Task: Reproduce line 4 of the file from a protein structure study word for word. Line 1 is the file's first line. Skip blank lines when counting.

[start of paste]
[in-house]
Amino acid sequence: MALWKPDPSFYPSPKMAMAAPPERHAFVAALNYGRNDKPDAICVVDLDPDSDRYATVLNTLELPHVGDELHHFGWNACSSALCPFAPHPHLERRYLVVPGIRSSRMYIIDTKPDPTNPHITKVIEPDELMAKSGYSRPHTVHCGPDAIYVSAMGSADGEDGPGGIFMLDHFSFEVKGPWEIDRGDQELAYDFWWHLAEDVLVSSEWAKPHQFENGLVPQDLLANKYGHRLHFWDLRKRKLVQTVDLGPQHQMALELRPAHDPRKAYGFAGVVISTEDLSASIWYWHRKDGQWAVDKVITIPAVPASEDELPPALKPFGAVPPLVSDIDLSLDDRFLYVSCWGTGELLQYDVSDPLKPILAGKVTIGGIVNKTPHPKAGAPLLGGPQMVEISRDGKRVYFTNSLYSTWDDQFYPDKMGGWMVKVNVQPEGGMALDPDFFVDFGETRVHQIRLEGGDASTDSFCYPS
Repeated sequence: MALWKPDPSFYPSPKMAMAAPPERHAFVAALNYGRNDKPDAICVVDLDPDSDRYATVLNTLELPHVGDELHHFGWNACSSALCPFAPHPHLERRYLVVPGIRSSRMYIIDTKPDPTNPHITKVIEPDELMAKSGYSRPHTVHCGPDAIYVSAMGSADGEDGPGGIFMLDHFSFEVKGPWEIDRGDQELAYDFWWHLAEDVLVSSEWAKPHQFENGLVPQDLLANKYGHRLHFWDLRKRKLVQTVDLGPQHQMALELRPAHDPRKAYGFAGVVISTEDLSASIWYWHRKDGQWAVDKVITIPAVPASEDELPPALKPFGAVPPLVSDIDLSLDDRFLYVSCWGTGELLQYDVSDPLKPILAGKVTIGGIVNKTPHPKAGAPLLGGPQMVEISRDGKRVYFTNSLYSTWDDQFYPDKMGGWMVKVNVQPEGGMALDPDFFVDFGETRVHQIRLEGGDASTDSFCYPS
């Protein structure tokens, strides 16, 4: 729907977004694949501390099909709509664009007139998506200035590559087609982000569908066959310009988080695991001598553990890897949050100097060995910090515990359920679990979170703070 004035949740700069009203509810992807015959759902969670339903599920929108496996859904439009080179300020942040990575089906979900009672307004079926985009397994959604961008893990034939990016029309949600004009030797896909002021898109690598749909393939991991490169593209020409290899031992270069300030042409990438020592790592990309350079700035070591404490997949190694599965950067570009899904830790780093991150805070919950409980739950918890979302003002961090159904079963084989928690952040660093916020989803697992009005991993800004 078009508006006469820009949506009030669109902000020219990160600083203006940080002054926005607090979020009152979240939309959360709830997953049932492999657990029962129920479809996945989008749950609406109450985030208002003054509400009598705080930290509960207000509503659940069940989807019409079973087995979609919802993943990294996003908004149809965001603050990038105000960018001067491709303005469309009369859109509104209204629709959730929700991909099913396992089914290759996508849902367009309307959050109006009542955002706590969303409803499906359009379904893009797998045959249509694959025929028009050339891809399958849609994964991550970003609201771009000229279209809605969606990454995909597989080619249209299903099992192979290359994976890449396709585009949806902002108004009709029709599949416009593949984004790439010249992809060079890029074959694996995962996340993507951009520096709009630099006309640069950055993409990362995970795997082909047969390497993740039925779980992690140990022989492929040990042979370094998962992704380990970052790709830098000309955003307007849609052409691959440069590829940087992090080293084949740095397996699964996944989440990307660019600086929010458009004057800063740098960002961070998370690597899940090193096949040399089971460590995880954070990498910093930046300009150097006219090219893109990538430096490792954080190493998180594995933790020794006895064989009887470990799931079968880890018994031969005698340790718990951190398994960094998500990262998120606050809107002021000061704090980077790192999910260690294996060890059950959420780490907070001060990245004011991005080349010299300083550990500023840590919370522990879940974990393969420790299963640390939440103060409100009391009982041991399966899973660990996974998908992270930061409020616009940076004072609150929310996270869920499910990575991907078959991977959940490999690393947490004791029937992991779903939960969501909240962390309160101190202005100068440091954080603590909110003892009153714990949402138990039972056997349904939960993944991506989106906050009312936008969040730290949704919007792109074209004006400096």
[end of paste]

């Protein structure tokens, strides 16, 4: 729907977004694949501390099909709509664009007139998506200035590559087609982000569908066959310009988080695991001598553990890897949050100097060995910090515990359920679990979170703070 004035949740700069009203509810992807015959759902969670339903599920929108496996859904439009080179300020942040990575089906979900009672307004079926985009397994959604961008893990034939990016029309949600004009030797896909002021898109690598749909393939991991490169593209020409290899031992270069300030042409990438020592790592990309350079700035070591404490997949190694599965950067570009899904830790780093991150805070919950409980739950918890979302003002961090159904079963084989928690952040660093916020989803697992009005991993800004 078009508006006469820009949506009030669109902000020219990160600083203006940080002054926005607090979020009152979240939309959360709830997953049932492999657990029962129920479809996945989008749950609406109450985030208002003054509400009598705080930290509960207000509503659940069940989807019409079973087995979609919802993943990294996003908004149809965001603050990038105000960018001067491709303005469309009369859109509104209204629709959730929700991909099913396992089914290759996508849902367009309307959050109006009542955002706590969303409803499906359009379904893009797998045959249509694959025929028009050339891809399958849609994964991550970003609201771009000229279209809605969606990454995909597989080619249209299903099992192979290359994976890449396709585009949806902002108004009709029709599949416009593949984004790439010249992809060079890029074959694996995962996340993507951009520096709009630099006309640069950055993409990362995970795997082909047969390497993740039925779980992690140990022989492929040990042979370094998962992704380990970052790709830098000309955003307007849609052409691959440069590829940087992090080293084949740095397996699964996944989440990307660019600086929010458009004057800063740098960002961070998370690597899940090193096949040399089971460590995880954070990498910093930046300009150097006219090219893109990538430096490792954080190493998180594995933790020794006895064989009887470990799931079968880890018994031969005698340790718990951190398994960094998500990262998120606050809107002021000061704090980077790192999910260690294996060890059950959420780490907070001060990245004011991005080349010299300083550990500023840590919370522990879940974990393969420790299963640390939440103060409100009391009982041991399966899973660990996974998908992270930061409020616009940076004072609150929310996270869920499910990575991907078959991977959940490999690393947490004791029937992991779903939960969501909240962390309160101190202005100068440091954080603590909110003892009153714990949402138990039972056997349904939960993944991506989106906050009312936008969040730290949704919007792109074209004006400096």